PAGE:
But we don’t have to read it in a way that centers Yehuda. We can, and should, read this from Tamar’s perspective. The text itself encourages us to do exactly that.
The Torah makes it very clear that Tamar is not at fault for her first and second husband’s actions, and specifies that God is the one responsible for their deaths. However, Yehuda refuses to let her marry Shelah out of fear. This makes sense if he believes, at some level, that Tamar was responsible for his two older sons’ deaths. Only the love (and misplaced fear) of a father could account for his unwillingness to follow a tradition that would create a lineage for his first two sons. Instead, he sends her back to her own father’s house where she cannot move forward with her life or fulfill her former role.
The text takes pains to show us that Tamar faces a dilemma through no fault of her own, preempting our assumptions and positioning her as an underdog.
This makes her the center of her own story – a rarity for a woman in Torah.
Tamar is not passive. She grows into her central role and exercises great agency by violating the social norms of her society in order to fulfill a tradition that would have otherwise been closed to her.
Yehuda, by contrast, seems to exercise little agency of his own at the beginning. He does not really see Tamar – but she sees him with excruciating accuracy. In order for her plan to work, she has to assume that not only will he turn off the road for her at Enaim, but that he will at no point recognize her during the act. As it turns out, she’s correct. He only begins to exercise his agency at the end, in emulation of Tamar, by admitting his wrongdoing.
It is also important to note that Tamar acts boldly, but not recklessly. She mitigates the harm her actions may cause by revealing Yehuda’s paternity to him privately. This should not be read as passivity. Collecting objects that would establish Yehuda as the father shows she anticipates his reaction, specifically the danger of her undertaking. She then proactively brings these objects to his attention when her pregnancy is discovered. Far from being passive, this discretion can be viewed both as a way of protecting herself and her future children, as well as Yehuda’s honor.
There are a number of things to unpack here, but I’d like to focus for a moment on the lack of judgment towards her in the text. Tamar’s actions could easily have been judged harshly by the Torah. In fact, we want to judge her behavior as licentious and deceptive. We’re uncomfortable with this story because we find it enormously difficult to see her actions as righteous, even as the Torah itself does.
We might expect that she would be punished for her deception, but instead find that she is actively rewarded in one of the highest possible ways. In a broader narrative wherein God actively opens and closes wombs as divine reward or punishment, Tamar finds herself pregnant with twin sons – one for each former husband. We later learn that Peretz goes on to be an ancestor of King David and therefore ultimately the moshiach, the messiah.
Tamar is vindicated in her own lifetime as well. Yehuda, when confronted with his own staff, cord, and seal, admits that she is more in the right than him – not just to Tamar, but in front of their community. If Tamar ever faces any consequences for her behavior, it is absent from the Torah itself. The commentary I have found all treat her as righteous for her acts, unconventional though they may be.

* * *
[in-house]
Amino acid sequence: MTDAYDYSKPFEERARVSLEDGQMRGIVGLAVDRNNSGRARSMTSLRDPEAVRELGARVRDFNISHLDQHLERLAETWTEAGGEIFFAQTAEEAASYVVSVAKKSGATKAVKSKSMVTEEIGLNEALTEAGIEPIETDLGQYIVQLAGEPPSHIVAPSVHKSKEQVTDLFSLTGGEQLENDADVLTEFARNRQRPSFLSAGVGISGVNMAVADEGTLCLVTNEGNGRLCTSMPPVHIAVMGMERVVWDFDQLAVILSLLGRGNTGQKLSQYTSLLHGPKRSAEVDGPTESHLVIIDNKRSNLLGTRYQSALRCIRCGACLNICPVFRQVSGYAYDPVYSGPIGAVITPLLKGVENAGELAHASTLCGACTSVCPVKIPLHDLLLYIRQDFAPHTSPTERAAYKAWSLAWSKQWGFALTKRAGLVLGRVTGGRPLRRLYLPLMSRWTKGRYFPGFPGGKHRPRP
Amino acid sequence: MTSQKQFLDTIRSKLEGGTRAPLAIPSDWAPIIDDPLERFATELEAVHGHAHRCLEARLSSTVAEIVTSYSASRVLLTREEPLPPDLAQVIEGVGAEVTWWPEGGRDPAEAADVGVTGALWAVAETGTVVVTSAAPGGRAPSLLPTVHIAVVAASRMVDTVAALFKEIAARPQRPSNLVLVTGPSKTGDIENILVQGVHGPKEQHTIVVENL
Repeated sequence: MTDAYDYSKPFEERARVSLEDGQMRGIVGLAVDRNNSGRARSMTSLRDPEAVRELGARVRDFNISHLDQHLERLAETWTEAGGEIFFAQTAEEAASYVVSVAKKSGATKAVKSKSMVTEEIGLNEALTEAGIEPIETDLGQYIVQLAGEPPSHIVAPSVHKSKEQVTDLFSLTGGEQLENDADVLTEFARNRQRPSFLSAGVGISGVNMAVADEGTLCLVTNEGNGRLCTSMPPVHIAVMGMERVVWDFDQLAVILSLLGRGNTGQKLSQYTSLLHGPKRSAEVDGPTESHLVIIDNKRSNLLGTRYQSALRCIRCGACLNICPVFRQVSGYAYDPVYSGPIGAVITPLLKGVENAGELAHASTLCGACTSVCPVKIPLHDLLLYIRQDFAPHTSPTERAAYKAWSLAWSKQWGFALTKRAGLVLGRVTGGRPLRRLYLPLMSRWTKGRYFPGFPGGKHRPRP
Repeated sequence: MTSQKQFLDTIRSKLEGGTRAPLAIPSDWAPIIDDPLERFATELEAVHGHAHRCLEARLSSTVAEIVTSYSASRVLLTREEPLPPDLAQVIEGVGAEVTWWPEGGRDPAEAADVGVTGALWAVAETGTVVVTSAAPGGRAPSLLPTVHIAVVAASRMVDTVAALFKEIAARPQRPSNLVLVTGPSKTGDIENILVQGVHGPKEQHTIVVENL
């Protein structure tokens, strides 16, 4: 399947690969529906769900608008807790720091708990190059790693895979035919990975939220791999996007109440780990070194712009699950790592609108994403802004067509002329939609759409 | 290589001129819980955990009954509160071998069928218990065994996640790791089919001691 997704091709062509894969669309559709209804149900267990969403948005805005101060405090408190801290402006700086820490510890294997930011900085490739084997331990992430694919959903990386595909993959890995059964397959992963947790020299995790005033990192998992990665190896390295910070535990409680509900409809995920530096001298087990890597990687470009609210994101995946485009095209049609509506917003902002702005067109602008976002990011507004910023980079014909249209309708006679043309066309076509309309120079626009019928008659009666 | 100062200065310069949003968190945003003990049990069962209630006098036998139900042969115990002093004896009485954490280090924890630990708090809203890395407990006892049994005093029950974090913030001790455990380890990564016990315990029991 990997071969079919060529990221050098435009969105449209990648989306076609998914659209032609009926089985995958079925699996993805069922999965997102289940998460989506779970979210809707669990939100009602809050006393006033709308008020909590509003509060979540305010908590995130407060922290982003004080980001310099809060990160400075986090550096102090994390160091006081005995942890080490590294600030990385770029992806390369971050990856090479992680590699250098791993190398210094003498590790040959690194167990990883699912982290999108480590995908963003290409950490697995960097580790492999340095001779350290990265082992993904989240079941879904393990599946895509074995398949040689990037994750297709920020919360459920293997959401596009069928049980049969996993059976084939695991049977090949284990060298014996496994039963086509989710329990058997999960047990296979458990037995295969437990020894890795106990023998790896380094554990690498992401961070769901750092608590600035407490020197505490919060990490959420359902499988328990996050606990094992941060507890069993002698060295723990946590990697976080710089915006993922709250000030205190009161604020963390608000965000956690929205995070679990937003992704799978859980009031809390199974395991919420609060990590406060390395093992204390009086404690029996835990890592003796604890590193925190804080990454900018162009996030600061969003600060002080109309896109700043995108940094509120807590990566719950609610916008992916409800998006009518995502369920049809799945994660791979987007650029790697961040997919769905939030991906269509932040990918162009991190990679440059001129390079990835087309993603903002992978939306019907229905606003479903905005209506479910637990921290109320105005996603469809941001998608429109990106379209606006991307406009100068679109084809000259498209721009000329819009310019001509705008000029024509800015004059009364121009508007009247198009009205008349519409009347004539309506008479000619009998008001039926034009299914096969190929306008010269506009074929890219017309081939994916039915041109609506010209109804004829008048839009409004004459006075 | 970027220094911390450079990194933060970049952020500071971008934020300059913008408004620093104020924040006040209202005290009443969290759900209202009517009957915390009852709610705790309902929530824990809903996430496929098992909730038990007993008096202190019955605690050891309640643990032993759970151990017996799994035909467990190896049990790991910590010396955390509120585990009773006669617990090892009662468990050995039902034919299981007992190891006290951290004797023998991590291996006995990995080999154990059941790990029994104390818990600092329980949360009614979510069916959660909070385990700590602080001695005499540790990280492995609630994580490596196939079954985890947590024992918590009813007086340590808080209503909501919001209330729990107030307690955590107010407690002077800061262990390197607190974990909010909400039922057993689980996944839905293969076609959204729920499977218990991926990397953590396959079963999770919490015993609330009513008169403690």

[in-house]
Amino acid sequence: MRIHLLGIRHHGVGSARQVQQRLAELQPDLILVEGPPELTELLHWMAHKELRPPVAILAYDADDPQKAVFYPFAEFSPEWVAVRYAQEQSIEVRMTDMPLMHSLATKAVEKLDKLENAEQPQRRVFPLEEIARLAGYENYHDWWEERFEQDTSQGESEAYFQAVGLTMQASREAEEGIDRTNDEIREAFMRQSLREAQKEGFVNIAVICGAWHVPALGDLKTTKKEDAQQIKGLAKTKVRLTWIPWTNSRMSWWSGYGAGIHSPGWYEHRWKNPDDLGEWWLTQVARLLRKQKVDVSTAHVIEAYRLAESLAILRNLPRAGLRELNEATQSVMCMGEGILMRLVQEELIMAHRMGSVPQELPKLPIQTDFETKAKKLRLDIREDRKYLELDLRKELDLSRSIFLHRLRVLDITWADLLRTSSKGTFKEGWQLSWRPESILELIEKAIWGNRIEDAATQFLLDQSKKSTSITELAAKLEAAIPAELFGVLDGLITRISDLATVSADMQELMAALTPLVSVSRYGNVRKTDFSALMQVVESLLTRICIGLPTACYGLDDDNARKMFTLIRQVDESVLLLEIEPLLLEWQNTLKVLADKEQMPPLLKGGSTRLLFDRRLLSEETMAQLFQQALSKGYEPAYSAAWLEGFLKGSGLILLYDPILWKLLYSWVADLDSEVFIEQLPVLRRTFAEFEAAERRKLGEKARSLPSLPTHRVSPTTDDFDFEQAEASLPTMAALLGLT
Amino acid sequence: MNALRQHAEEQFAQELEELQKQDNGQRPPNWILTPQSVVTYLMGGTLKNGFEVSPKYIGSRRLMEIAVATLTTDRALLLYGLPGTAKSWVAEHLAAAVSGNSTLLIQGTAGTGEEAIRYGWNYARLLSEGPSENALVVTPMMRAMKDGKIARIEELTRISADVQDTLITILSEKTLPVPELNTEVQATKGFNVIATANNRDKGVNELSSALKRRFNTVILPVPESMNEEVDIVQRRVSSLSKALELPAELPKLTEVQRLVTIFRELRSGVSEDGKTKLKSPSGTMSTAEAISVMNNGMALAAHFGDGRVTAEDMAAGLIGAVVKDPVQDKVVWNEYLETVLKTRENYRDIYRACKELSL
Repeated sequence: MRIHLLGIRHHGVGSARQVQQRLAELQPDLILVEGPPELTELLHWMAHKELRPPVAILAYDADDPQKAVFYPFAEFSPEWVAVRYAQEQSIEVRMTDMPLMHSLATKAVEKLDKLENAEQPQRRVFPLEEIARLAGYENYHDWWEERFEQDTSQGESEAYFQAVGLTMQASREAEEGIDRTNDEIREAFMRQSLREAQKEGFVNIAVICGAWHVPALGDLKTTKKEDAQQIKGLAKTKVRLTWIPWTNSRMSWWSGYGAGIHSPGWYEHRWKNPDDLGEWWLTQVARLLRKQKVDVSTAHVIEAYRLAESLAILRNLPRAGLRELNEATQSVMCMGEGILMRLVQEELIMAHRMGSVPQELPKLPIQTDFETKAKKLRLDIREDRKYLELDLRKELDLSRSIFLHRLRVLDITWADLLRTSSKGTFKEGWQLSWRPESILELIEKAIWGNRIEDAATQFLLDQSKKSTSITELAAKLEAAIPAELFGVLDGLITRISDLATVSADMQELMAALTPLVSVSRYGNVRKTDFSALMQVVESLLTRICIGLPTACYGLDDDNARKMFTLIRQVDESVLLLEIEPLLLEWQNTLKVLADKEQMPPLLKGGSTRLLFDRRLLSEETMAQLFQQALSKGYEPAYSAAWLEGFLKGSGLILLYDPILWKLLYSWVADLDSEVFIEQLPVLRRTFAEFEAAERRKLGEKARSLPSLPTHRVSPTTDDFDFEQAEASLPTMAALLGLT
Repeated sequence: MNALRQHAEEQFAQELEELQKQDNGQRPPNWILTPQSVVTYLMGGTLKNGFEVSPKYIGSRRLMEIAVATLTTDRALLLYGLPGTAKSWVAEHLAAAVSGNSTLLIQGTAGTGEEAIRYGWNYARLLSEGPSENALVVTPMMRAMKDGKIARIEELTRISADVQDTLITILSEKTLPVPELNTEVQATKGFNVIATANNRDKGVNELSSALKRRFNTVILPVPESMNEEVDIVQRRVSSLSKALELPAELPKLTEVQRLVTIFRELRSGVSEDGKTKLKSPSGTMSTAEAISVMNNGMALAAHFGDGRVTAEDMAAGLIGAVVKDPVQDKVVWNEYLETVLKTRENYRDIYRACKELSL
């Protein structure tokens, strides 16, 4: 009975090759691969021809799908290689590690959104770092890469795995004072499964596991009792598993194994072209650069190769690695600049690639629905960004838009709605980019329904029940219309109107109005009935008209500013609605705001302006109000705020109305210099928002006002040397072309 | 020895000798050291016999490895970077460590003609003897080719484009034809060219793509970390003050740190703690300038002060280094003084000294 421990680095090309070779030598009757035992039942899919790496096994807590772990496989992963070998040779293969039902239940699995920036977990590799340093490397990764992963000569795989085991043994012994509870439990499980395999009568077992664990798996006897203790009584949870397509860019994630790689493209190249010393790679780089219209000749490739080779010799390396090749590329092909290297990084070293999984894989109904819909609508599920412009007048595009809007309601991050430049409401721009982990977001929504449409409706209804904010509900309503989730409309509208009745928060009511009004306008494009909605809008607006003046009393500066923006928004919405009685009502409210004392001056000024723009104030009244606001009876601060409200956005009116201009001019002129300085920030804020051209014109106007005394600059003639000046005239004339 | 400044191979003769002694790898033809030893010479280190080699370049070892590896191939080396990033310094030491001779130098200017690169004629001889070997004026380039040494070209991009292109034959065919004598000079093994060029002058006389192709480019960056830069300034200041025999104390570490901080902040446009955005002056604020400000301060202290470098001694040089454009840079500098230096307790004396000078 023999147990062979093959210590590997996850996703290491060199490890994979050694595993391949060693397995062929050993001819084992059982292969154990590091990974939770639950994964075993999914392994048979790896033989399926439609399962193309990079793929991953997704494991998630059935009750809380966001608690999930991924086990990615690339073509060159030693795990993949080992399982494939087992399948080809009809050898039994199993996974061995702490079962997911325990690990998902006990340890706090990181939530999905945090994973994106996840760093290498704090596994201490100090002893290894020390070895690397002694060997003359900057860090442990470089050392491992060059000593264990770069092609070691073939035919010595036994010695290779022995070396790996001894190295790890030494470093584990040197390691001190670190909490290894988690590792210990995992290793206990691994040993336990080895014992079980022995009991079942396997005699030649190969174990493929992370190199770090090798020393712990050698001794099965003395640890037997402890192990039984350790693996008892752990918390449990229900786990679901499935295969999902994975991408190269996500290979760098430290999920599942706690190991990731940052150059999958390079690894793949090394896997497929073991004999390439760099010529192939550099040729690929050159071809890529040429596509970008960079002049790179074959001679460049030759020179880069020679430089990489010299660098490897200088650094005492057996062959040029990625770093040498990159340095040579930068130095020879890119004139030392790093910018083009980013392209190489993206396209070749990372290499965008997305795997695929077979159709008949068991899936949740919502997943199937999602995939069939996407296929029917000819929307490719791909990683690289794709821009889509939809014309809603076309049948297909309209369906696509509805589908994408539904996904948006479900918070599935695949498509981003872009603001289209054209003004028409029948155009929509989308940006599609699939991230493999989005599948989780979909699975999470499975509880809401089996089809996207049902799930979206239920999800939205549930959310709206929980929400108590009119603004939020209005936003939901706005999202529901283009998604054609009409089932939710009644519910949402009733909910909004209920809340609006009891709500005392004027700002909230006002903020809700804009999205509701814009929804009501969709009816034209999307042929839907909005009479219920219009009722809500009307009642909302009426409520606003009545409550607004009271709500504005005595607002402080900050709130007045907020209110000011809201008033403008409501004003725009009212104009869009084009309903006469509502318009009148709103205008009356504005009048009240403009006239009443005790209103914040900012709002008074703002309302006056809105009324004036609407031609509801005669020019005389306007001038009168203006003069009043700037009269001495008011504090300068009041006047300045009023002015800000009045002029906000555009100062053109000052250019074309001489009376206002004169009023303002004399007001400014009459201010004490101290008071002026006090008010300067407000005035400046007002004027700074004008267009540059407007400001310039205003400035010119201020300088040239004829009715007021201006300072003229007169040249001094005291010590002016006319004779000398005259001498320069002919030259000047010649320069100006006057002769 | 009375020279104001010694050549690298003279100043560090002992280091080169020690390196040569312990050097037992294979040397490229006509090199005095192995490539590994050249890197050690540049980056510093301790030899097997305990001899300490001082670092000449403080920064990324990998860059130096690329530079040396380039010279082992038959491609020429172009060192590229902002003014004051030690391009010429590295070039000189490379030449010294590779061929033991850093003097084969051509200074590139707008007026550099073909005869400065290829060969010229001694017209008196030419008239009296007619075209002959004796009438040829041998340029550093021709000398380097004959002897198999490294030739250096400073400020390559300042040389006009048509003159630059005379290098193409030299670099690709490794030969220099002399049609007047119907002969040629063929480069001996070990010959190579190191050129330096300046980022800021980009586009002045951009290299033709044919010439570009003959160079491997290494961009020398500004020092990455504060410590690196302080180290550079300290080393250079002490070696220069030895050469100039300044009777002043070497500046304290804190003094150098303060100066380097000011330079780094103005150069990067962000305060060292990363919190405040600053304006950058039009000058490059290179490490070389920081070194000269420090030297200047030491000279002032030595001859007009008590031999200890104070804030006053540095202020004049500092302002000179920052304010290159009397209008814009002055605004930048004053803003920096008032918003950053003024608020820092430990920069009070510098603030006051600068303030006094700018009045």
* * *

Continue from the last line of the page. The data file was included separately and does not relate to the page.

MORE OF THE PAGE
When we identify with Tamar, the lesson we learn is not about protecting the dignity of those more powerful than us at great risk to ourselves. Instead, the lesson of the story is that under the right circumstances, social conventions must be flouted in order to accomplish a higher goal.
Sometimes we are Tamar, and sometimes we are Yehuda. Sometimes we are marginalized and sometimes we are in a position of power. We can learn lessons about both from this story. Yehuda’s willingness to exonerate Tamar by admitting that she is more in the right than him serves as a great model for accountability. He not only vindicates her emotionally, but leverages his power in order to protect her, even at cost to his own reputation. When we are in positions of power, it is our holy duty to admit our mistakes and to be accountable to those who we have power over.
However, for those of us who are marginalized, Tamar’s risks and reward can serve as a model for reaching forms of holiness that we have been barred from by those more powerful than us. Tamar demands justice from Yehuda and forces his hand; she does this, however, in service to the extremely traditional practice of yibum. Whether she does this as a calculated way of leveraging the systems she has available to her or because she is genuinely invested in it as a holy practice is not clarified in the text.
However, both possible lessons are important right now, in 2018.
Sometimes marginalized folks must leverage the systems available to us in order to secure our own safety and freedom. Other times, we may be fighting to be allowed access to holiness within systems that we struggle to fit ourselves into. Regardless of which lesson applies, those of us who work within the systems available to us or who draw criticism for our unconventional approaches to holiness can take comfort in knowing that Tamar is protected and blessed because of her bold actions – not in spite of them.
Shabbat shalom!